Seeing Through the Eyes of St Triduana of Scotland

Fifty Ways to Leave Your Lover, that classic Simon & Garfunkel hit, starts with the bitter-sweet line “The problem is all inside your head”  Ouch!

Leaving, and having to leave, is an unescapable part of the human experience.  Every living thing needs pruned to grow.  We can’t usually do that ourselves.  In an emotional storm it is so hard to see. Banging head against the wall syndrome fuels futility and sometimes a fear-based return to the eye of the storm.

My mantra this week was “I will huff and I will puff” but the walls of my resentment were strong.  I had vacated a situation and though I knew I had done the right thing, my head was whirling like a formula one race track.  I knew, from experience, you can only successfully move on if you know where you are moving to.  Otherwise you stagnate, go back, deflate.

Sometimes willpower is an enemy.  It gives you the illusion of control.  That’s why many problem drinkers thump the bar in disbelief that they are back there.  Had they not licked it once and for all?  Willpower has its uses but it’s only part one, or half-time if you like.  The results are far from in.

As my head went over and over and over the same ground, I took a walk in the fresh air.  I was working in a quaint historic old village within Edinburgh city, called Restalrig, this week.  Today, the parish church there has been rebuilt but contains within it’s grounds the 15th-century St Triduana’s Aisle.

They say Saint Triduana was a very beautiful woman born in Greece.  Once in Scotland she was pursued by many admirers and the most stubborn was Nectan, King of the Picts.  She was not interested in him but he would not hear  of it.  So she tore out her own eyes and gave them to him.   That kinda makes Simon and Garfunkel’s song quite tame in comparison.  Sometimes leaving a situation, addiction or people requires  beyond human effort.

Ironically, as is the abundant fruit of a life well lived, Saint Triduana became associated with curing eye disorders.  Her remains lie in Restalrig today and people over the centuries go there to pray for cures to blindness.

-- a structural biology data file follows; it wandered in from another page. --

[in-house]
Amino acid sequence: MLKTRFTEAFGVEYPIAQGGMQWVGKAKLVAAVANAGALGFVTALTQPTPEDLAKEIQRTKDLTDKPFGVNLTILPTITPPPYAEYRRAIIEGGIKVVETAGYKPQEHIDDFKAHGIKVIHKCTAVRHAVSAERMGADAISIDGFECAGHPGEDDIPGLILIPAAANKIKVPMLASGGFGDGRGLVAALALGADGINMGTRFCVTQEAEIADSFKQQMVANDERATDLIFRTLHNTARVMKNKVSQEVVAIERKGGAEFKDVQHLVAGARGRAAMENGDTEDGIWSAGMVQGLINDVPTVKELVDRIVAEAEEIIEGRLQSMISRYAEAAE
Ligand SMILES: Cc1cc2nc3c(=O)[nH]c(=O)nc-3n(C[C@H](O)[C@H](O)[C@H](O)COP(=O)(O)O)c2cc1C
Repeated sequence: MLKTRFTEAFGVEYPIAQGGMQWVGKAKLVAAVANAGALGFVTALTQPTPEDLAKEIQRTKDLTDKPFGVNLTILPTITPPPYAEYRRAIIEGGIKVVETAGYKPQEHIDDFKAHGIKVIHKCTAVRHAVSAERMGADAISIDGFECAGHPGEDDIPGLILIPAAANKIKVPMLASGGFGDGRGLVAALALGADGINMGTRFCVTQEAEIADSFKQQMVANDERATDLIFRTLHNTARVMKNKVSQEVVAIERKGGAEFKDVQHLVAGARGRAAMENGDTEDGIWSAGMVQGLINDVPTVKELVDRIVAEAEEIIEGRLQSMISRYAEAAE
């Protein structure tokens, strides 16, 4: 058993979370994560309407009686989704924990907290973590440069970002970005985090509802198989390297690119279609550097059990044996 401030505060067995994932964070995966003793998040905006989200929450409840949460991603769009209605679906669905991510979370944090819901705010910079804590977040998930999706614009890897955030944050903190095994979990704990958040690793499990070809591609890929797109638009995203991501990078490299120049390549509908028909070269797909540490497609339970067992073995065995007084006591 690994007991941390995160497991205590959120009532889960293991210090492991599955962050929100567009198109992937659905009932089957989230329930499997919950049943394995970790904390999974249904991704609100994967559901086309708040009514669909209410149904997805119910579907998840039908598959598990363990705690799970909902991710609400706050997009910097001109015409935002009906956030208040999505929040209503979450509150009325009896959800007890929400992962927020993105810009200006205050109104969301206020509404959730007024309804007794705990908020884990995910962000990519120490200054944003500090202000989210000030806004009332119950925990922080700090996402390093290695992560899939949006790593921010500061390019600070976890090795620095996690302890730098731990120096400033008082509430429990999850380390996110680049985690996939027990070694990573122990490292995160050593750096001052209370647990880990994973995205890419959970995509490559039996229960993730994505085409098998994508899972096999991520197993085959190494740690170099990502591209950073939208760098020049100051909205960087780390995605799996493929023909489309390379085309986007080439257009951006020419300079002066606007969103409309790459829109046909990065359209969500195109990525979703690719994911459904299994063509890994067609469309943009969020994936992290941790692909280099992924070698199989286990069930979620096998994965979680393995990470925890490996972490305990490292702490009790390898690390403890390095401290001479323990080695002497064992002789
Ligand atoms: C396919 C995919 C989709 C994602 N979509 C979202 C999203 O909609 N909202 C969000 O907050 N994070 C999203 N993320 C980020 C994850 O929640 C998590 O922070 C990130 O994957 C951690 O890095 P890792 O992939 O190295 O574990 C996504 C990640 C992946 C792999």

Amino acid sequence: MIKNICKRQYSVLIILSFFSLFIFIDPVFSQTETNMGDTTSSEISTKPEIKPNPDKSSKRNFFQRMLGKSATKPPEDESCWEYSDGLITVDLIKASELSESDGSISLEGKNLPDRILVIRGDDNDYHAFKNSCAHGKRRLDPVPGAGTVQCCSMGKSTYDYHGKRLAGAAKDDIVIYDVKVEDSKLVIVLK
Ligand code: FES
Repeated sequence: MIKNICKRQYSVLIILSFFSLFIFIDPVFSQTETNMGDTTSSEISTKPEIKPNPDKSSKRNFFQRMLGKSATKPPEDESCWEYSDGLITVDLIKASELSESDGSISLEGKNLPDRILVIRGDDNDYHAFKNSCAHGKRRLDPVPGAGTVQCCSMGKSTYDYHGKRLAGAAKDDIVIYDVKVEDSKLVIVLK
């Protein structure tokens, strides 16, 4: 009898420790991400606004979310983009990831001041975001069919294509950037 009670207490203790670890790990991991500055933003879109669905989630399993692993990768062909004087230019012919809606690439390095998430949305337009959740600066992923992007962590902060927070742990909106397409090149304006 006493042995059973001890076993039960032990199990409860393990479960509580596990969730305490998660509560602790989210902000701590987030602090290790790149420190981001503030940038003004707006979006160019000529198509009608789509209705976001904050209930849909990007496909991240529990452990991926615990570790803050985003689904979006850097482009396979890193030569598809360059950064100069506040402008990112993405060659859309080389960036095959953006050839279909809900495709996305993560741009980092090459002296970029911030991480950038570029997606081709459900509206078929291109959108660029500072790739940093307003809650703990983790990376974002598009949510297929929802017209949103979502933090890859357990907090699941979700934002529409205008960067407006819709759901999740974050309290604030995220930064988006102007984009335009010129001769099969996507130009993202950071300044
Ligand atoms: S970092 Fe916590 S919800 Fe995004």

For Saint Triduana, doing this was an acceptance of her passion.  She would have greatly suffered from her choice to rip out her own eyes.  Yet, this choice let her be left alone to follow Jesus.  Freed from the snares of King Nectan and the darkness he pursued her with.

Leaving anything has a price.  As my week went on working in Restalrig, I started to think about sight – what was I not seeing in the situation that I had left, and in which, I could not be at peace with?

This week, for the first time, I saw the role of my own anger.  I can walk away from things that draw me to the wrong path –  the ‘King Nectan’s’ in my life.  When it is not accompanied by a beyond human effort though, the roots are not uprooted.  After an initial relief at leaving, it’s easy to stay stuck and then, dangerously, go backwards.  Last week, I was stuck in the foliage and fruits of the broken tree and the roots were still there holding me.  Through anger – my anger.

I’m grateful to Saint Triduana’s story as it has shown me that it is a part of yourself that you need to leave behind.  The beyond human effort is Jesus lessening your load, as it says in John 15.1 “I am the true vine, and my Father is the gardener”  Then, and only then, can you truly leave that which would otherwise bind you.  Now with the door quietly, peacefully but firmly closed.

RMEMME © 2017


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